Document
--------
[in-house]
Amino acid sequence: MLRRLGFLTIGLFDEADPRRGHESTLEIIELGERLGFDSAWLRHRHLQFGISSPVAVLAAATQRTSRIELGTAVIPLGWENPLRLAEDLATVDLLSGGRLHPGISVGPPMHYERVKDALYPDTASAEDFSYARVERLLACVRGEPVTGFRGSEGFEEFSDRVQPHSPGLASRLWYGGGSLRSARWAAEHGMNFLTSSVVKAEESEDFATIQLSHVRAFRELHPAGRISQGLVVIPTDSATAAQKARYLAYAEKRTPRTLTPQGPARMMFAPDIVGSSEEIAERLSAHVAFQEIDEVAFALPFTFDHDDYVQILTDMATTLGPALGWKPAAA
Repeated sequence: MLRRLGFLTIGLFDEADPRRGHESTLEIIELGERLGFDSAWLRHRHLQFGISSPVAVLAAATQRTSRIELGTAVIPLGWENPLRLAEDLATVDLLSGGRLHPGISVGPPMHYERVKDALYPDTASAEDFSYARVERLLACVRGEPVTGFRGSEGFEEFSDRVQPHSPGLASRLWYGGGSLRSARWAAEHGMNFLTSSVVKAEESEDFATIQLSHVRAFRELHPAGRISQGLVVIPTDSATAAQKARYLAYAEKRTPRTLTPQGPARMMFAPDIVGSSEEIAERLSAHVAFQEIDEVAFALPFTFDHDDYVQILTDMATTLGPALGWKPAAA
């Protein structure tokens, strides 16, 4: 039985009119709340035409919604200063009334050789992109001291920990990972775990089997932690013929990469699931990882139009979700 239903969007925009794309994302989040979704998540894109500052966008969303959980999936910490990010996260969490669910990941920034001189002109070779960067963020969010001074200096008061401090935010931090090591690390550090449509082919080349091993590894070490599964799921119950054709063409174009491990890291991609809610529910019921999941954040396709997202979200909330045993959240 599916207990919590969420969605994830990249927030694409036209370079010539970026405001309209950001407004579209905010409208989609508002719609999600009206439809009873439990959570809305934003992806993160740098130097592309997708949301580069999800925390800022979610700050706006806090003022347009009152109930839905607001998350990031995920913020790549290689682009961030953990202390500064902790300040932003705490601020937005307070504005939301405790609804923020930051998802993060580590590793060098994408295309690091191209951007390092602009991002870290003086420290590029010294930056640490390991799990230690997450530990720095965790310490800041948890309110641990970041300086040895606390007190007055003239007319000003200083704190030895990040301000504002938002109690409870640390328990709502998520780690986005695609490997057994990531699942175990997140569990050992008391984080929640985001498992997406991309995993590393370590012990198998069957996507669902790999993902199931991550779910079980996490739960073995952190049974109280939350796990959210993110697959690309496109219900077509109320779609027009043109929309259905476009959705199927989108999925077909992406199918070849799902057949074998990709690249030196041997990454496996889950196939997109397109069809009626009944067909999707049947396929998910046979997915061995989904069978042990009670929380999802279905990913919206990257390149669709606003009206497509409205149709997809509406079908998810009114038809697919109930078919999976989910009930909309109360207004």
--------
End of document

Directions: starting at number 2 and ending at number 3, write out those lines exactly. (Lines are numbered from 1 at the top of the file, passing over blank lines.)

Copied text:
Amino acid sequence: MLRRLGFLTIGLFDEADPRRGHESTLEIIELGERLGFDSAWLRHRHLQFGISSPVAVLAAATQRTSRIELGTAVIPLGWENPLRLAEDLATVDLLSGGRLHPGISVGPPMHYERVKDALYPDTASAEDFSYARVERLLACVRGEPVTGFRGSEGFEEFSDRVQPHSPGLASRLWYGGGSLRSARWAAEHGMNFLTSSVVKAEESEDFATIQLSHVRAFRELHPAGRISQGLVVIPTDSATAAQKARYLAYAEKRTPRTLTPQGPARMMFAPDIVGSSEEIAERLSAHVAFQEIDEVAFALPFTFDHDDYVQILTDMATTLGPALGWKPAAA
Repeated sequence: MLRRLGFLTIGLFDEADPRRGHESTLEIIELGERLGFDSAWLRHRHLQFGISSPVAVLAAATQRTSRIELGTAVIPLGWENPLRLAEDLATVDLLSGGRLHPGISVGPPMHYERVKDALYPDTASAEDFSYARVERLLACVRGEPVTGFRGSEGFEEFSDRVQPHSPGLASRLWYGGGSLRSARWAAEHGMNFLTSSVVKAEESEDFATIQLSHVRAFRELHPAGRISQGLVVIPTDSATAAQKARYLAYAEKRTPRTLTPQGPARMMFAPDIVGSSEEIAERLSAHVAFQEIDEVAFALPFTFDHDDYVQILTDMATTLGPALGWKPAAA